Siren: That is a female.

Chileans: (nod with amazement.)

Siren: FIJI was cool....

It seems to be okay these days for participants in such a ceremony to carry their own, very intrusive, cameras the whole time - ensuring that the photographers trying to get the athlete's photos get mostly photos of the athletes' cameras.

The marchers also talked constantly on their cell phones. What are they, saying to the people at home "See me now? yeah, there I am! We're walking in! Like you couldn't see that without me telling you live!"

My neighbors had another question about Naurau.

Chileans: Naurau?! Where is that!

Siren: It's a tiny island nation in the South Pacific.

Then followed an overlong sequence of Olympic flag-worshipping.

Siren: OK, I'm bored now....oh no!

(a colour guard, in solid black uniforms, began a funereal goose-step carrying Olympic flag)

Nazi Youth Alert! Heil to the Fatherland!

A.: Chinese cheerleaders are annoying. Why are all those people talking on their cells?

I thought the same, who cld they be talking to? And dig those crazy white lace-up gogo boots on the cheerldrs.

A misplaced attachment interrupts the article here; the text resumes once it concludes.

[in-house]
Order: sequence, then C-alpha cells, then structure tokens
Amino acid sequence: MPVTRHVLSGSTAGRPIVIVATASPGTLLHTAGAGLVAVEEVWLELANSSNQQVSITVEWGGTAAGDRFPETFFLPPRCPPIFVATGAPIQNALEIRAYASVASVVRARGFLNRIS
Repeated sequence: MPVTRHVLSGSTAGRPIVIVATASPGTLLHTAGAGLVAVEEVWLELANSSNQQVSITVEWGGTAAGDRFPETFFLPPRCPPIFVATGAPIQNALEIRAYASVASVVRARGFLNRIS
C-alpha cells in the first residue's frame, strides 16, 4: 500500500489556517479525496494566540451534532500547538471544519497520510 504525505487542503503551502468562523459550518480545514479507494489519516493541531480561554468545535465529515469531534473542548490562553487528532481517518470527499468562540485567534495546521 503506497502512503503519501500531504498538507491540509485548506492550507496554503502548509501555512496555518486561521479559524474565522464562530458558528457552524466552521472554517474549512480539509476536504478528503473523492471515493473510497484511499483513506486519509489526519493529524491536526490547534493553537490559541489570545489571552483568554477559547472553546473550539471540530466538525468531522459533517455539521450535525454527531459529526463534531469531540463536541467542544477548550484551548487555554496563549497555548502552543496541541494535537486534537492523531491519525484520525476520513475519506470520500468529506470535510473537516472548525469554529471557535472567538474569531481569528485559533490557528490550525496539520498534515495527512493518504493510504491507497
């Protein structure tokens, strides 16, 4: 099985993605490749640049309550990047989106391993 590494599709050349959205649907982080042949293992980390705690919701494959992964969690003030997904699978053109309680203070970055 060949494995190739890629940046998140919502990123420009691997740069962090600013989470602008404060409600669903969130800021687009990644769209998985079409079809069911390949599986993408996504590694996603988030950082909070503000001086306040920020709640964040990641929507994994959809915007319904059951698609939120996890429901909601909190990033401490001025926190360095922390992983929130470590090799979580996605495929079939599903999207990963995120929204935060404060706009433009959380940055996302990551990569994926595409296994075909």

A.: Yeah, those are some crazy boots. I predict Li Ning lights the torch and then crazy pandas will dance.

Then Li Ning "flew" like Peter Pan up to the perimeter of the stadium roof. I had to admit the moment he "took off" was pretty cool. Silhouetted in a full moon spotlight, he brought to mind either
the FTD messenger or the famous bicycle still from ET.

A.: Yeah it was Li Ning who lit the torch. Any minute, dancing pandas!

Well, we were a bit disappointed about the dancing pandas. We decided they must be saving that for the closing ceremony.

According to the LA Times:
There was also online grousing this week about the opening ceremony's aesthetics.
"It was nationalist clothing over authoritarian underwear," said Sichuan province-based writer and blogger Ran Yunfei.

But no worries, the authorities have stepped in and put a stop to all that free speech:

China's propaganda ministry moved in Tuesday, deleting many online discussion entries and blocking access to video links showing Miaoke's lip-syncing.

More fun and Games include the Scary Security guards (Chinese Checkers??).
"They look like they have faces of stone. They’re scaring the visitors. Something needs to done," says Norwegian member of the International Olympic Committee, Gerhard Heiberg.